Debt, climate change, immigration top student agenda

WASHINGTON — The recent gathering of 328 college and graduate students from across the nation here at the 45th annual “Grassroots Legislative Conference,” hosted by the United States Student Association (USSA), which has strong ties with the labor movement, could be called nothing short of a “tour de force” in youth activism. “LegCon” is designed to train students in congressional lobbying. Determined, organized, thoughtful, and unafraid, the students present at this year’s LegCon were very clear about a guiding principle: students must lead their own organization and strategize together if the fight for accessible higher education in this country is to be won.

LegCon was intentionally held at Washington Court Hotel, where the employees are represented by UNITE HERE service workers union. Workshop titles included “Union 101,” “Beyond Yes Means Yes: Preventing Sexual Assault on Campus,” and “Fighting the Attack on the Youth Vote!”

A quality college education should be a right for all, but for millions of students college is still either just a dream or a sentence to a lifetime of debt that never disappears, even if the student dies. National student debt has topped $1.2 trillion, which is greater than all national credit card and housing debt combined. There are college campuses in Miami, Milwaukee, and the Bronx where over 40 percent of the student population is homeless, and hundreds of college-campus food pantries are cropping up, according to Associate Professor Sara Goldrick-Rab of Univ. of Wisconsin-Madison.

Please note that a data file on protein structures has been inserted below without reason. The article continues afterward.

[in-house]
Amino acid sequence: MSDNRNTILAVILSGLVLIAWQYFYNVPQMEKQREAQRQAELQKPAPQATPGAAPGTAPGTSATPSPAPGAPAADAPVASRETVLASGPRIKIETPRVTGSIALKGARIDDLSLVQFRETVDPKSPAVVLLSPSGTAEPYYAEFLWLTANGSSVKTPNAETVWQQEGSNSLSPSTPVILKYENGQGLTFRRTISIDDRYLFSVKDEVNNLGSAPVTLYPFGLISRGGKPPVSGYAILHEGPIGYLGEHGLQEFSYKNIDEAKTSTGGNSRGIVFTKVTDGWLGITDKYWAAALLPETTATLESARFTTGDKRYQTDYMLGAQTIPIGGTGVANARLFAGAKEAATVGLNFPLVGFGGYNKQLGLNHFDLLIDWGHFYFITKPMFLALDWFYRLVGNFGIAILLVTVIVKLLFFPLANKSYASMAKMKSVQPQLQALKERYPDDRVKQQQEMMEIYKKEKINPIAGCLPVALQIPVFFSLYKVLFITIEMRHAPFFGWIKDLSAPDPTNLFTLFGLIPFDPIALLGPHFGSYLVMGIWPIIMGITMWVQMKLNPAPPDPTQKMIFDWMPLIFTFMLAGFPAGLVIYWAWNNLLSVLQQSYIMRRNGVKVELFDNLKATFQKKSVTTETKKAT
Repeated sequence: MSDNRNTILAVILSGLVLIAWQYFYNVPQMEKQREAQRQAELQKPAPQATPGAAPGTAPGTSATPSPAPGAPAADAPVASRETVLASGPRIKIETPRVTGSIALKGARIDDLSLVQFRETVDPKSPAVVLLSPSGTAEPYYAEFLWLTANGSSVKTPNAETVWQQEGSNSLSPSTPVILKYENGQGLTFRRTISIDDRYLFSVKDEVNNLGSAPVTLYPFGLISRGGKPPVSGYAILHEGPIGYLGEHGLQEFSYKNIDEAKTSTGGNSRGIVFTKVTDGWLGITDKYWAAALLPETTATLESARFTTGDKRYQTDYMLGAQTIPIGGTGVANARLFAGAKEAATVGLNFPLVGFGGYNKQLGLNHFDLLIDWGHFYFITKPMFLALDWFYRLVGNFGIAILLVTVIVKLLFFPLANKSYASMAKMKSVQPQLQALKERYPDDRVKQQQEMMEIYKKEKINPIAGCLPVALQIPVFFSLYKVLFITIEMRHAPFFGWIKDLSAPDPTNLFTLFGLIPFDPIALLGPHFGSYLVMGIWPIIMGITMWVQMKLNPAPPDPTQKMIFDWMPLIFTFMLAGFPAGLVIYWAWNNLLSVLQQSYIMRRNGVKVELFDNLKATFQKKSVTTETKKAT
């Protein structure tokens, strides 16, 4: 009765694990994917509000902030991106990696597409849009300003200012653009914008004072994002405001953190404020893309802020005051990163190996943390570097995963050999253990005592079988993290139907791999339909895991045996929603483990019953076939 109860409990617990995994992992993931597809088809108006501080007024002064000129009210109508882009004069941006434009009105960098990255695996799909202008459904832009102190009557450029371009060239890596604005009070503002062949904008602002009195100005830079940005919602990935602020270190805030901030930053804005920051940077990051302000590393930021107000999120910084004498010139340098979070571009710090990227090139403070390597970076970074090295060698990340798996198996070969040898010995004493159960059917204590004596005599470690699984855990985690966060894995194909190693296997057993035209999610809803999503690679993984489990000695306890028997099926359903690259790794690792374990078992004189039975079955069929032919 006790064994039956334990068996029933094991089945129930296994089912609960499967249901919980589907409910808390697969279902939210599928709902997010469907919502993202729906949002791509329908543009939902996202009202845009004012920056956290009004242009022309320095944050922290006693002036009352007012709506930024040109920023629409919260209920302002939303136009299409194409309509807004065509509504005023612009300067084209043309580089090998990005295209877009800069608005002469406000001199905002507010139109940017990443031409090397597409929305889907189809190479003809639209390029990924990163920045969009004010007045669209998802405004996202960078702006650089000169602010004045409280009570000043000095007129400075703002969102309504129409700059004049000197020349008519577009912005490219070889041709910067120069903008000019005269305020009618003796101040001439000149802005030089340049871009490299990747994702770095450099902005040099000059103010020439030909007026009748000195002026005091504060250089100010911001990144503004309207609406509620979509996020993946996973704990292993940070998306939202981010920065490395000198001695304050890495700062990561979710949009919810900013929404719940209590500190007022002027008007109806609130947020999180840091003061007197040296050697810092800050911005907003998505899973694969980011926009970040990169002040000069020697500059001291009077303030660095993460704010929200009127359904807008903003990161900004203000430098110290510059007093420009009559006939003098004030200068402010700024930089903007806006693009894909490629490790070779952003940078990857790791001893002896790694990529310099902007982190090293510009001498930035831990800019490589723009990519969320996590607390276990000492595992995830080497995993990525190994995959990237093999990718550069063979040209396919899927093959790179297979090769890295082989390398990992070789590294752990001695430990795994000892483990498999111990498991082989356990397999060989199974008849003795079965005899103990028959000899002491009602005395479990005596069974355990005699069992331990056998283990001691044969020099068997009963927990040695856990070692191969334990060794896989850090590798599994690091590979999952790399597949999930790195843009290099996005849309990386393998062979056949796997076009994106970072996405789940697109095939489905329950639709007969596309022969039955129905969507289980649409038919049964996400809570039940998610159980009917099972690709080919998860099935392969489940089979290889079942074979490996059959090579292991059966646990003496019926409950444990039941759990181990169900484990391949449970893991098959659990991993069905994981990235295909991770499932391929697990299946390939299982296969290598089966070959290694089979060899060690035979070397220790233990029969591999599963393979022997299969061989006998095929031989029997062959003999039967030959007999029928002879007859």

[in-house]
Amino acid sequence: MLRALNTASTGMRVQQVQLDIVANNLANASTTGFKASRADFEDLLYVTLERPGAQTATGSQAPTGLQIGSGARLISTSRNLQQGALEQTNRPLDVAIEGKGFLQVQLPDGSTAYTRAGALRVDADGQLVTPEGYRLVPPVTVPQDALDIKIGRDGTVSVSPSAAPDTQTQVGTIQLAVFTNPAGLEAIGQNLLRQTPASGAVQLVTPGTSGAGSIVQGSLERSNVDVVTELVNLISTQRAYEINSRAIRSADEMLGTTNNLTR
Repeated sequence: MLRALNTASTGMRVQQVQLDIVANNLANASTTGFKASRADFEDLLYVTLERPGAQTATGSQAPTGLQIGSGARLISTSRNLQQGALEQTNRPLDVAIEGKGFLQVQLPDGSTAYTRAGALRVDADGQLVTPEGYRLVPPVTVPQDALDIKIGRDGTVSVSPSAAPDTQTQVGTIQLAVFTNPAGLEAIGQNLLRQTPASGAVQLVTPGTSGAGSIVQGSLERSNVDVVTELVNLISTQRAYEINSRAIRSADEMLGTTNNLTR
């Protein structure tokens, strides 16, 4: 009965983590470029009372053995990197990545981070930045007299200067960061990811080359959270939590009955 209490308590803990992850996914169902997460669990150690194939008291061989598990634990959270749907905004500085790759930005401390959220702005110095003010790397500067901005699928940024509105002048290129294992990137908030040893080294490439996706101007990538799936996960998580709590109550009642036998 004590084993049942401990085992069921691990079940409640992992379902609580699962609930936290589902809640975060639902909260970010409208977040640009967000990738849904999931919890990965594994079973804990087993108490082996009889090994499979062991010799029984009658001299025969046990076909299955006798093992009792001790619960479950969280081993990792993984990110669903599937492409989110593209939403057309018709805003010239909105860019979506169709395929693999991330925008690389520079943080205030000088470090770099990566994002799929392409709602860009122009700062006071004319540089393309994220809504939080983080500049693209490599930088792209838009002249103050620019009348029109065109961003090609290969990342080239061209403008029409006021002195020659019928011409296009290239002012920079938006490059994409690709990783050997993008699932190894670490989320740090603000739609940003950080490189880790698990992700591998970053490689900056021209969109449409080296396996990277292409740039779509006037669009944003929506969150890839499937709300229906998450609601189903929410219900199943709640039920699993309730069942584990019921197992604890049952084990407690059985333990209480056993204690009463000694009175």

Data from the Department of Education website says that only nine percent of the lowest quartile income students who enter college complete their degrees.

In one random group meeting of 29 students at LegCon, the combined debt of the students sitting around the circle was $1,645,000.00.

Goliath of student loans, the Sallie Mae Corporation holds $162.5 billion of student debt over the nation’s head. In 2010 and 2011 the corporation spent $6.8 million of their profit on lobbying activities, pressing their agenda of making student loans predatory. The federal government also currently is making a larger profit from student loans than ever before.

USSA is aggressive about recruiting students to their conferences whose voices are often marginalized. Sophia Zaman, current president of the USSA, said she was proud that this year LegCon included the largest representation of community college students in the organization’s history, and that a broad diversity of states were represented as well. “We are engaging a community of students that are deeply affected by current [higher education] policies, turning them into leaders, decision makers.”